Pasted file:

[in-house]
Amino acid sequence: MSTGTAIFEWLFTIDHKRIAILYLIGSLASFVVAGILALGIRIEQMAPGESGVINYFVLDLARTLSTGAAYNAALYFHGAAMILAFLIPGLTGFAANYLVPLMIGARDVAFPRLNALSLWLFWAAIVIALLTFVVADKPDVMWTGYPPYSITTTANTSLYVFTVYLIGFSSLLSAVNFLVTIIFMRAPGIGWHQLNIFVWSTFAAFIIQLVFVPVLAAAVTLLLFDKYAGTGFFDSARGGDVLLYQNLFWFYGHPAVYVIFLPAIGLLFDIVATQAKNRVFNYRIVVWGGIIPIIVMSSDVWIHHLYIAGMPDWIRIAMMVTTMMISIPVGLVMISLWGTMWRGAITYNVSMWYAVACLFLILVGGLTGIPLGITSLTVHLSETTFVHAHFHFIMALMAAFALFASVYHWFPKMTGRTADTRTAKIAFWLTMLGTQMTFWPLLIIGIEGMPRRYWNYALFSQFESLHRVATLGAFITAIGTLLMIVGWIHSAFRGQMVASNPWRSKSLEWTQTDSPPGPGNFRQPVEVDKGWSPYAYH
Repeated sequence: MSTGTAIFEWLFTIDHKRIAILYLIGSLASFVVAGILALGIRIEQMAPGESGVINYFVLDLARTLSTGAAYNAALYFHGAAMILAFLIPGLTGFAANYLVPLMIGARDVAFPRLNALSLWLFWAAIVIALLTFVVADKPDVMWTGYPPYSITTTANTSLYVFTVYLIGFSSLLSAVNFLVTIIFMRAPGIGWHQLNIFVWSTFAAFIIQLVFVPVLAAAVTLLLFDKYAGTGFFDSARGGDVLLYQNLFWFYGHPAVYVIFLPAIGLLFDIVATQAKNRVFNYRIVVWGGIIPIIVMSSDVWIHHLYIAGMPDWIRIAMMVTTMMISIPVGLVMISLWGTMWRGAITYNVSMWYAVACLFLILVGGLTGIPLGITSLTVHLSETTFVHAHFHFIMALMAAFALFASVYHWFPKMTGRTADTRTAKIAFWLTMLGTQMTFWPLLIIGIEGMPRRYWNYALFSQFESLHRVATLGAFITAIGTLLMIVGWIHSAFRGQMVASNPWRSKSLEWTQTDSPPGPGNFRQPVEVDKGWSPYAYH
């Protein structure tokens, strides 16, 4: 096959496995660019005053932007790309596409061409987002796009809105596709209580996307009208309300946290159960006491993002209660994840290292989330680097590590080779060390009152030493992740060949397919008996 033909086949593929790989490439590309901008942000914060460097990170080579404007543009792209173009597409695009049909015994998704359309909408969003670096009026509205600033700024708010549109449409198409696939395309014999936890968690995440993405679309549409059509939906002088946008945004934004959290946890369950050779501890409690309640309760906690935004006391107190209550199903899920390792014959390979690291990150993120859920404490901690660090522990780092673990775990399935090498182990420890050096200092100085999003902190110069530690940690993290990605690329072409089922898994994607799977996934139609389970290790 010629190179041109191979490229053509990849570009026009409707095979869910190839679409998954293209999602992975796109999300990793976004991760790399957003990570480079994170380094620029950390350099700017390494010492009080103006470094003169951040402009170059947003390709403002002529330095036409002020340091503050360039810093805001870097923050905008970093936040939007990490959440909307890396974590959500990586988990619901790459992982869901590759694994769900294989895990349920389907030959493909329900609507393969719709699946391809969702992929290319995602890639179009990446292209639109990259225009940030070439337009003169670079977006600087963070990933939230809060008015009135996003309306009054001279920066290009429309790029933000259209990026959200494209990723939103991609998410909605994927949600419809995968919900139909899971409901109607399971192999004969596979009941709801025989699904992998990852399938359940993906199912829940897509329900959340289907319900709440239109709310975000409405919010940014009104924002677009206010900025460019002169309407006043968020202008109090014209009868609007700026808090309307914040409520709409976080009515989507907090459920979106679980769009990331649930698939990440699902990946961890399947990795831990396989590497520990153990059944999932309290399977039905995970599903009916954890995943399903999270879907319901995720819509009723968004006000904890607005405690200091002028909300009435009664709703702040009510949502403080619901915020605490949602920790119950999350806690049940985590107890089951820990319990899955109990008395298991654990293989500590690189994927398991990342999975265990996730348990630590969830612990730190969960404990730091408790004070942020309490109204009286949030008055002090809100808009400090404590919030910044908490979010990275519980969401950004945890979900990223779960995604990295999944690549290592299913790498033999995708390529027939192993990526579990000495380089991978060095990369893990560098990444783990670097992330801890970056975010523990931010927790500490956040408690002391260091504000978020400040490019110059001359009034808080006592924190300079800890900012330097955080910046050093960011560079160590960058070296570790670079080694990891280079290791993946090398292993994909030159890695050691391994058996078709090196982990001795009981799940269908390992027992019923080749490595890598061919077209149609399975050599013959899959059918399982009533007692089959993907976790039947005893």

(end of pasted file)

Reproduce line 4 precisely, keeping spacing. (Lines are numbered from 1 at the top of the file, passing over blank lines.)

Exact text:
């Protein structure tokens, strides 16, 4: 096959496995660019005053932007790309596409061409987002796009809105596709209580996307009208309300946290159960006491993002209660994840290292989330680097590590080779060390009152030493992740060949397919008996 033909086949593929790989490439590309901008942000914060460097990170080579404007543009792209173009597409695009049909015994998704359309909408969003670096009026509205600033700024708010549109449409198409696939395309014999936890968690995440993405679309549409059509939906002088946008945004934004959290946890369950050779501890409690309640309760906690935004006391107190209550199903899920390792014959390979690291990150993120859920404490901690660090522990780092673990775990399935090498182990420890050096200092100085999003902190110069530690940690993290990605690329072409089922898994994607799977996934139609389970290790 010629190179041109191979490229053509990849570009026009409707095979869910190839679409998954293209999602992975796109999300990793976004991760790399957003990570480079994170380094620029950390350099700017390494010492009080103006470094003169951040402009170059947003390709403002002529330095036409002020340091503050360039810093805001870097923050905008970093936040939007990490959440909307890396974590959500990586988990619901790459992982869901590759694994769900294989895990349920389907030959493909329900609507393969719709699946391809969702992929290319995602890639179009990446292209639109990259225009940030070439337009003169670079977006600087963070990933939230809060008015009135996003309306009054001279920066290009429309790029933000259209990026959200494209990723939103991609998410909605994927949600419809995968919900139909899971409901109607399971192999004969596979009941709801025989699904992998990852399938359940993906199912829940897509329900959340289907319900709440239109709310975000409405919010940014009104924002677009206010900025460019002169309407006043968020202008109090014209009868609007700026808090309307914040409520709409976080009515989507907090459920979106679980769009990331649930698939990440699902990946961890399947990795831990396989590497520990153990059944999932309290399977039905995970599903009916954890995943399903999270879907319901995720819509009723968004006000904890607005405690200091002028909300009435009664709703702040009510949502403080619901915020605490949602920790119950999350806690049940985590107890089951820990319990899955109990008395298991654990293989500590690189994927398991990342999975265990996730348990630590969830612990730190969960404990730091408790004070942020309490109204009286949030008055002090809100808009400090404590919030910044908490979010990275519980969401950004945890979900990223779960995604990295999944690549290592299913790498033999995708390529027939192993990526579990000495380089991978060095990369893990560098990444783990670097992330801890970056975010523990931010927790500490956040408690002391260091504000978020400040490019110059001359009034808080006592924190300079800890900012330097955080910046050093960011560079160590960058070296570790670079080694990891280079290791993946090398292993994909030159890695050691391994058996078709090196982990001795009981799940269908390992027992019923080749490595890598061919077209149609399975050599013959899959059918399982009533007692089959993907976790039947005893």